About Aid Watch
The Aid Watch blog is a project of New York University's Development Research Institute (DRI). This blog is principally written by William Easterly, author of "The Elusive Quest for Growth: Economists' Adventures and Misadventures in the Tropics" and "The White Man's Burden: Why the West's Efforts to Aid the Rest Have Done So Much Ill and So Little Good," and Professor of Economics at NYU. It is co-written by Laura Freschi and by occasional guest bloggers. Our work is based on the idea that more aid will reach the poor the more people are watching aid.
"Conscience is the inner voice that warns us somebody may be looking." - H.L. Mencken
- Rukmini on Aid Watch blog ends; New work on development begins : This has been a valuable resource for me and I’m sorry to see it...
- Jesse on From Hell to Prosperity: I would like to see this graph with a comparative one which shows the number of people in each religion...
- Ellie on Aid Watch blog ends; New work on development begins : Sad to see you go, but I certainly respect the decision. Hope it is...
- Vivek Nemana on From Hell to Prosperity: Jeff, Well, the billionaire effect might explain a disproportionately high mean income, but...
- M on Aid Watch blog ends; New work on development begins : I agree that Bill and Laura should think about how they can get their message...
- Mr. Econotarian on Are Lax US Gun Laws Spilling Violence into Mexico? : The paper says: “DHS data gives the number of illegal...
Category Archives: Women and gender
UPDATE 9 am, Saturday, May 7: Another round with Matt (see comment below), another unnecessary reassurance for Offended White Males: yes I completely agree that nobody is automatically guilty or evil based on their gender and race. Jessica Mack from the great blog Gender Across Borders, interviewed me on feminism in development yesterday, find it here. I had never voiced before what[.....]
FIGHT OF THE VALKYRIES: Update Tues Mar 23 3:45pm: Maureen Dowd in NYT also notes (colorfullly) the Lady Hawks vs. Male Doves split in the Administration on Libya Breaking news 7pm: US starts bombing Libya to knock out anti-aircraft missiles, to begin enforcing no-fly-zone. The Christian Science Monitor notes one difference between those in the[.....]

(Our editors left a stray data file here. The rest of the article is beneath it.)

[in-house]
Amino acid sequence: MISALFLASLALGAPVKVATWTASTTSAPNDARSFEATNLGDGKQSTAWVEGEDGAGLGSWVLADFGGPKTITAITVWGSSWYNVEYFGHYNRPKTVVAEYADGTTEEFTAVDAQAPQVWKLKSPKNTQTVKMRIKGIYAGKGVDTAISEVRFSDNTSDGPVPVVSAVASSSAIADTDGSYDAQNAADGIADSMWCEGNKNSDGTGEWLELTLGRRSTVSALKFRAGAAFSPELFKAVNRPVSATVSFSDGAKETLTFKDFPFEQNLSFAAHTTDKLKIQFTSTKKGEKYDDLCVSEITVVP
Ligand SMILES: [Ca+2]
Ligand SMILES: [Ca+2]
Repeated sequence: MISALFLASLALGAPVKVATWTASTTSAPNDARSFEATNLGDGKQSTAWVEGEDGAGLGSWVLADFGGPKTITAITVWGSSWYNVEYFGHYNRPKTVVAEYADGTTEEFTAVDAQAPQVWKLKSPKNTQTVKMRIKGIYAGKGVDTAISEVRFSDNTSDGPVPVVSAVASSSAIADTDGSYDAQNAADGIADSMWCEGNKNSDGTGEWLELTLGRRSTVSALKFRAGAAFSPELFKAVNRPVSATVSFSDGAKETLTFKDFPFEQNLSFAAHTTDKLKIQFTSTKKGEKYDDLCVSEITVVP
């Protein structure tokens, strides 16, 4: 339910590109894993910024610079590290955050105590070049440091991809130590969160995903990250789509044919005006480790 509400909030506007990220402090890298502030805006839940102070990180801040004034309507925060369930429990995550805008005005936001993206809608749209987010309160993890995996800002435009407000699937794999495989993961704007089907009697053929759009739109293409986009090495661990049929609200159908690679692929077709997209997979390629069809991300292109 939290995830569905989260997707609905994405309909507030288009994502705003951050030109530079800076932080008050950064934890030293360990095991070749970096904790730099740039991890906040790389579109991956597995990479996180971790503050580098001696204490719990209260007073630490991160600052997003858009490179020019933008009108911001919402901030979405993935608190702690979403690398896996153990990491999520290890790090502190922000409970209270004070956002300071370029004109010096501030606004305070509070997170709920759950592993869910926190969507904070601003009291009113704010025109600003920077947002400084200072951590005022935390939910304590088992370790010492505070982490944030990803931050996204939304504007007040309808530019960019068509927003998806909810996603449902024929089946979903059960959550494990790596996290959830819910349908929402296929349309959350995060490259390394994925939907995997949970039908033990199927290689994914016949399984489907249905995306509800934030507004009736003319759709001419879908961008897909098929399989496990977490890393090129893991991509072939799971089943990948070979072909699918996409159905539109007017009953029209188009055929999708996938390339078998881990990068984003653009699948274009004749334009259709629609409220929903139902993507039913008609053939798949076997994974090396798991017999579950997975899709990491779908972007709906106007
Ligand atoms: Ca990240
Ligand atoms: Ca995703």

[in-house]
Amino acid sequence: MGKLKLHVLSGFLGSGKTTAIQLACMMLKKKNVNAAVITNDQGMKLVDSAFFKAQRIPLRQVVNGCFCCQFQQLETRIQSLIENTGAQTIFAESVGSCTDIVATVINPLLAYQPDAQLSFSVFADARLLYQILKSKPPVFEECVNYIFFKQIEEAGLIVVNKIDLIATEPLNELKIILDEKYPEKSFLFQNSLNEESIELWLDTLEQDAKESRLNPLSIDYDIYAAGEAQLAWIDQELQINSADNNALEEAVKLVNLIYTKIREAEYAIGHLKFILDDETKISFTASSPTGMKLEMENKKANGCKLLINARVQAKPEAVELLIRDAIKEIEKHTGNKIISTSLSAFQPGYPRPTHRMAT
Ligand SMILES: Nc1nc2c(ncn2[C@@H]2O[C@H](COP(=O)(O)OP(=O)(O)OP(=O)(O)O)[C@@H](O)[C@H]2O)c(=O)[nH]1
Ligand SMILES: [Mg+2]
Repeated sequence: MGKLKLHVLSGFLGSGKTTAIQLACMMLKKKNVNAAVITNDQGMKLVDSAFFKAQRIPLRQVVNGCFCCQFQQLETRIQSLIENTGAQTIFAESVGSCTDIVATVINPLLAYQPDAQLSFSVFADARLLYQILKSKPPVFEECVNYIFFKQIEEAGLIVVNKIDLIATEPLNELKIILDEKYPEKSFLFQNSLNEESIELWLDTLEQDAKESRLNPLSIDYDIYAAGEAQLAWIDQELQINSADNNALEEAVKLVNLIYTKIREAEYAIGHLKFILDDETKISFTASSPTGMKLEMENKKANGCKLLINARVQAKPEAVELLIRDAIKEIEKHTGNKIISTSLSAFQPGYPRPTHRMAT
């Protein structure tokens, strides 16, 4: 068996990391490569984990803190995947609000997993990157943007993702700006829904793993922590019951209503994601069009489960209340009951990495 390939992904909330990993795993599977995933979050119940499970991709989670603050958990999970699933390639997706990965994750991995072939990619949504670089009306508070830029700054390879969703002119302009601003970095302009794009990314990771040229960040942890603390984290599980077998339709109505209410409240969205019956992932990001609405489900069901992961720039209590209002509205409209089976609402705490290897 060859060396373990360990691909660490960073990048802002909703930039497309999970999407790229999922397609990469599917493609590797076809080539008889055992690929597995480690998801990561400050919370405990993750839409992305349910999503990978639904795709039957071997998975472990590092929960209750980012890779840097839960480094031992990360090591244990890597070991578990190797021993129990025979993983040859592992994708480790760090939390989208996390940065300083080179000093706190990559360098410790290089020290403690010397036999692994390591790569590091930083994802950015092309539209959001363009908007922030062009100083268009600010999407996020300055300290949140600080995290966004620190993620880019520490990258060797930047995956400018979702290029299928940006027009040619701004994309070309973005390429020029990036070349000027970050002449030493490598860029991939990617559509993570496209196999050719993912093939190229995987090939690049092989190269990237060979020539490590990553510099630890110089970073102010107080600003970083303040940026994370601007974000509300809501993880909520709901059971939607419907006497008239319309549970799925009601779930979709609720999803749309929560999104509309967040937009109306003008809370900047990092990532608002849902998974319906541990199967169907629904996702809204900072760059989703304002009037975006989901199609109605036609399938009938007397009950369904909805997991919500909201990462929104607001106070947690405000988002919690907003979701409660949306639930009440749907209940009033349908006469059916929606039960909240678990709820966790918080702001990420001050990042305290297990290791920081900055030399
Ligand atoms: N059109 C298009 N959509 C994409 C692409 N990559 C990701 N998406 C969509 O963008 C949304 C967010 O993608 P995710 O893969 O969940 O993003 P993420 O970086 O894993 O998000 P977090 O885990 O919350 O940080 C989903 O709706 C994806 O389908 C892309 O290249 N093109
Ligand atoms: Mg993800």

…probably exhausting the patience of this blog’s readers. Robin Hanson responds to my updated post on the Sports Illustrated Swimsuit Issue: Easterly doesn’t explain how exactly watching swimsuit models induces disrespect and harassment, and I find it hard to see the imagined causal path. As I made clear to Robin in an email exchange, I[.....]
UPDATE 2/25: Robin Hanson’s blog offers a defense of the Swimsuit Issue. (Strangely it fails to mention this post although it uses the same “Top 10″ link as below. Maybe Professor Hanson regularly surfs feminist blogs.) This is a teaching moment for economists — does the relentless marketing of a “swimsuit” young female body type as sex object create[.....]
Update Sunday 2/20/2010: good stories in NYT today: Reporting While Female and Why We Need Women in War Zones One of my favorite blogs, the awesome Wronging Rights, does the definitive take on the Lara Logan story, a CBS reporter who was sexually assaulted on one of the violent days during the Egypt uprising: The[.....]
UPDATE 12:40 pm: Readers point us to an example of a “girl-focused” campaign gone badly awry. The Girl Store markets school supplies in an extremely creepy and objectifying video that asks you to “Buy a girl before someone else does.” Sign a petition against this campaign here. — In the new issue of the e-journal Contestations, Rosalind[.....]
By Amanda Glassman, Director of Global Health Policy at the Center for Global Development, and Miriam Temin, co-author of Start With A Girl In her blog post on Aid Watch last week, Anna Carella took on the “Girl Effect,” using some faulty logic and evidence oversights. Marketing may have over-simplified the message in the translation of research to advocacy[.....]
by Anna Carella, PhD student in political science at Vanderbilt University Women have increasingly become the focus of international economic development projects, as exemplified by “the girl effect,” a catchphrase and global phenomenon that suggests that development projects aimed at women will succeed because women are more likely to nurture their families and communities. The “girl effect” initiative[.....]
Why do some cultures encourage women to work, while others prefer they stay secluded in the home? Why do women in Africa command a bride price for their hand in marriage, while in northern India it is the bride’s family who must pay a dowry to the groom? Why are women secluded in the home[.....]
Thirty years on, it is proving harder than many of us had hoped for gender and development policy and practice to move beyond familiar stereotypes – women as abject victims or splendid heroines, men as all-powerful perpetrators. Axioms abound: ‘women are the poorest of the poor’, ‘women give more priority to others – men invest[.....]